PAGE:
Original Research

The microbiological profile of necrotising fasciitis at a secondary level hospital in Gauteng

Mbavhalelo C. Molewa, Agata Ogonowski-Bizos, Mariska Els, Cheryl M. Birtles, Molebogeng C. Kolojane
Southern African Journal of Infectious Diseases | Vol 39, No 1 | a542 | DOI: https://doi.org/10.4102/sajid.v39i1.542 | © 2024 Mbavhalelo C. Molewa, Agata Ogonowski-Bizos, Mariska Els, Cheryl M. Birtles, Molebogeng C. Kolojane | This work is licensed under CC Attribution 4.0
Submitted: 01 June 2023 | Published: 15 April 2024

About the author(s)

Mbavhalelo C. Molewa, Department of Surgery, Edenvale Regional Hospital, Johannesburg, South Africa; and, Department of Surgery, Faculty of Health Sciences, University of the Witwatersrand, Johannesburg, South Africa
Agata Ogonowski-Bizos, Department of Surgery, Edenvale Regional Hospital, Johannesburg, South Africa
Mariska Els, Department of Surgery, Edenvale Regional Hospital, Johannesburg, South Africa
Cheryl M. Birtles, Department of Surgery, Edenvale Regional Hospital, Johannesburg, South Africa
Molebogeng C. Kolojane, Infection Control Services Laboratory, National Health Laboratory Services, Charlotte Maxeke Johannesburg Academic Hospital, Johannesburg, South Africa; and, Department of Clinical Microbiology and Infectious Disease, Faculty of Health Sciences, University of the Witwatersrand, Johannesburg, South Africa

Abstract

Background: Necrotising fasciitis (NF) is a fulminant soft tissue infection that requires timely diagnosis, urgent surgical debridement, and appropriate antimicrobial therapy. The choice of empiric antimicrobial therapy depends on the microorganisms cultured and the antimicrobial resistance profile of the institution. Necrotising fasciitis has not been studied in our setting.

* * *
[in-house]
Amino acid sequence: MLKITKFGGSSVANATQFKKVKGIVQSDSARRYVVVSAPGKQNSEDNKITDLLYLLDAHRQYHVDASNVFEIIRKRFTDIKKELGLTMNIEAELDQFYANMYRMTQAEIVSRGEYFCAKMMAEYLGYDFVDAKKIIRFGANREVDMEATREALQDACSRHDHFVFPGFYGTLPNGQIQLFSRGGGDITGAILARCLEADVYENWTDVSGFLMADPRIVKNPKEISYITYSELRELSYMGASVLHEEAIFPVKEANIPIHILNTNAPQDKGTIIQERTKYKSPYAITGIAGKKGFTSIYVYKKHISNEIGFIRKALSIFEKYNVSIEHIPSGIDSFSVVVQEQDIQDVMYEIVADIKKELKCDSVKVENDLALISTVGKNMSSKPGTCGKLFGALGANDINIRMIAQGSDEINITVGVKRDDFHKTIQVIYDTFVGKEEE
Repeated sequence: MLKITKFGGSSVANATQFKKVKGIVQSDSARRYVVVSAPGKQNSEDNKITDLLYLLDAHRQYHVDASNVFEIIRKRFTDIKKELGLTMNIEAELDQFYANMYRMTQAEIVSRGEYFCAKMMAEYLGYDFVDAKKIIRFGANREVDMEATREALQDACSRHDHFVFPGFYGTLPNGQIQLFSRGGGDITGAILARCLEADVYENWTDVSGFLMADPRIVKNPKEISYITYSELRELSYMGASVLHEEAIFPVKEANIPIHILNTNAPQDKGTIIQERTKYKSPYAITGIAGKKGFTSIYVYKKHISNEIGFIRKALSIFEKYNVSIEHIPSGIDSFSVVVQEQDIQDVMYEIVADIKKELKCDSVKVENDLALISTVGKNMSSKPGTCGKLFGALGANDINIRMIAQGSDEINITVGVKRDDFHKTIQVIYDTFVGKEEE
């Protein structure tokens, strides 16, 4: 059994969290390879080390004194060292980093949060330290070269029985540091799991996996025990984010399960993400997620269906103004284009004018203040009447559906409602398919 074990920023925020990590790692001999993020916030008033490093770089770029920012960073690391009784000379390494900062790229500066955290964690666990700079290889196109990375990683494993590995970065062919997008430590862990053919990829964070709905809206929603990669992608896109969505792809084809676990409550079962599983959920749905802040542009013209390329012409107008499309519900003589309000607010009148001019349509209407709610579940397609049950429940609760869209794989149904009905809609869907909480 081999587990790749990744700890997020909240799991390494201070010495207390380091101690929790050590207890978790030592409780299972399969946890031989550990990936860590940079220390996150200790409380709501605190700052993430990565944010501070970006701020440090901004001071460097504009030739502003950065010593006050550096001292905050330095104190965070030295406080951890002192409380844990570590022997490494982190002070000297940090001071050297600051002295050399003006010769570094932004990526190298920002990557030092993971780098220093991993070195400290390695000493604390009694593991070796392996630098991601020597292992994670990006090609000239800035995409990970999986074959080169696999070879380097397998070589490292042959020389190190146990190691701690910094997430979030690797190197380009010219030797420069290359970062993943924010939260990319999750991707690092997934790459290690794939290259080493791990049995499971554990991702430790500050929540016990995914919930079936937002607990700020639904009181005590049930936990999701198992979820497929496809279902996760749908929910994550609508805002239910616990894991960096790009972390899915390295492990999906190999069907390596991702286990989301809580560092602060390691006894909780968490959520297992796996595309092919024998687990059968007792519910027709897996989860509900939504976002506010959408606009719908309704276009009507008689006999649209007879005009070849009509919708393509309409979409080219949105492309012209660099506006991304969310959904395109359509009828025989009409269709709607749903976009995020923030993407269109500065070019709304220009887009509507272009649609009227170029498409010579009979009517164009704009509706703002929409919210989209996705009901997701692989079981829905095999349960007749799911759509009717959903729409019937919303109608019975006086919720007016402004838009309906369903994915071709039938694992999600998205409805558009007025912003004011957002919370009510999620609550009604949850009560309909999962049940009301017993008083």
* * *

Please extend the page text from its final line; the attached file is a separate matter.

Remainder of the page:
Objectives: The aim of the study was to audit the microbiological profile of NF and antimicrobial susceptibility profile.

Method: This was a retrospective study in a secondary level hospital from the period of 2014–2020. The patients’ demographic data, clinical features, location of infection, comorbidities, laboratory and microbiological profiles were analysed.

Results: There were 53 patients during 2014–2020 with median age of 45.5 (38.5–56.0) years. The majority of the patients were males (35 [66.04%]), had no comorbidities (25 [47.17%]), and the lower limb was the most common anatomic site (17 [32.08%]). Type II (monomicrobial) NF was the predominant type (31 [58.49%]). Staphylococcus aureus was the most prevalent Gram-positive bacteria (18 [38%]) and Escherichia coli, the main species isolated in the Gram-negative bacteria (14 [36%]) with susceptibility to cloxacillin (94%) and amoxicillin and/or clavulanic acid (92%), respectively.

Conclusion: Staphylococcus aureus and Escherichia coli were the most common bacteria with low rate of antimicrobial resistance. Amoxicillin and/or clavulanic acid and an adjunctive clindamycin are appropriate antimicrobial therapy for empiric treatment for NF in our setting.

Contribution: Amoxicillin and/or clavulanic acid and an adjunctive clindamycin can be used as an empiric treatment for NF.


Keywords

necrotising fasciitis; polymicrobial; monomicrobial; antimicrobial sensitivity; antimicrobial resistance

Sustainable Development Goal

Goal 3: Good health and well-being

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